The “SaaS explosion” of our era has multiplied the risk of Secrets sprawl. Companies are using an unprecedented amount of cloud software applications, resulting in an unprecedented amount of APIs. To ensure secure communication between your applications and other services, it is necessary to provide access tokens (or “auth”). In addition, let’s not forget the other types of secrets across all of your software tools in the form of plaintext keys, connection strings, certificates, passwords and more, all of which are essential to your developers’ daily workflows.
When it comes to Secrets, no one thinks of Slack
The one tool you don’t think of when you hear about secrets sprawl is Slack. That’s too bad – because this will be the first place your developers use to share API access tokens between each other when they need to integrate a new app or service into their organization’s tech stack.
With whole workplaces moving to remote working after the pandemic disruption, Slack’s popularity has soared, and developers, like all employees, make the most of it by copy-pasting secrets in plain text format and sending them over through a direct message (or even worse, via a shared or public channel).
As a result, there is always the risk of passwords being left exposed in messages, accidentally shared in chat exports or screen sharing, or viewed by people joining channels or conversations temporarily. This risk is greater than you might think, especially in light of attacks on Slack in March 2015 and July 2022 that exposed usernames, email addresses, encrypted passwords, and other PII stored by the company, which in turn, made it easy for attackers to sign up for a given customer’s Slack workspace. Read more about how attackers targeted Slack here.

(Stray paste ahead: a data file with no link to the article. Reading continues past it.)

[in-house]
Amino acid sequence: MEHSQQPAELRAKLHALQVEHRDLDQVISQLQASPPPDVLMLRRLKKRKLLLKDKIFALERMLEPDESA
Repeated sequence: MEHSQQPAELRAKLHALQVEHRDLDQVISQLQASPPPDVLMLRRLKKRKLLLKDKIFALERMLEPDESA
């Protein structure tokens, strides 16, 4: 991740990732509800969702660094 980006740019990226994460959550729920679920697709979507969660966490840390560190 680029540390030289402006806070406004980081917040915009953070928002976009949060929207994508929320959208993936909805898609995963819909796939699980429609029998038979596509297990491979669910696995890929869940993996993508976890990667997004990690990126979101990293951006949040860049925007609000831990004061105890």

So Where Does Cycode Come In?
Cycode’s role as a software supply chain security leader includes securing developers’ working tools and environments. By monitoring direct messages to public and shared channels, including attachments (files) shared within those messages, Cycode can alert customers in real time about secrets exposed within their workspaces and tag all secrets detected in the history of those channels as ‘Found in Slack’, so security admins can easily identify them in Cycode platform.
Detect, Alert, and Remediate Secrets in Slack with Context
Assign and Notify The User That Shared The Secret
Define Trigger and Set Up Your Slack Security Workflow
Automate alerting and ticketing whenever a violation in Slack occurs. Keep Slack admins and relevant security champions informed.
To Wrap Up
According to estimates by GP Bullhound, the number of Slack’s monthly active users is expected to reach 79 million by 2025. Given the platform’s rapid growth, it’s no exaggeration to say that Slack has become a fundamental part of many corporate environments. In fact, you could argue that Slack has become yet another productivity tool that is integral to the software development process. Therefore, it should be considered part of the software supply chain and must be held to the same security standards as other tools by being regularly scanned for hardcoded secrets and other security issues.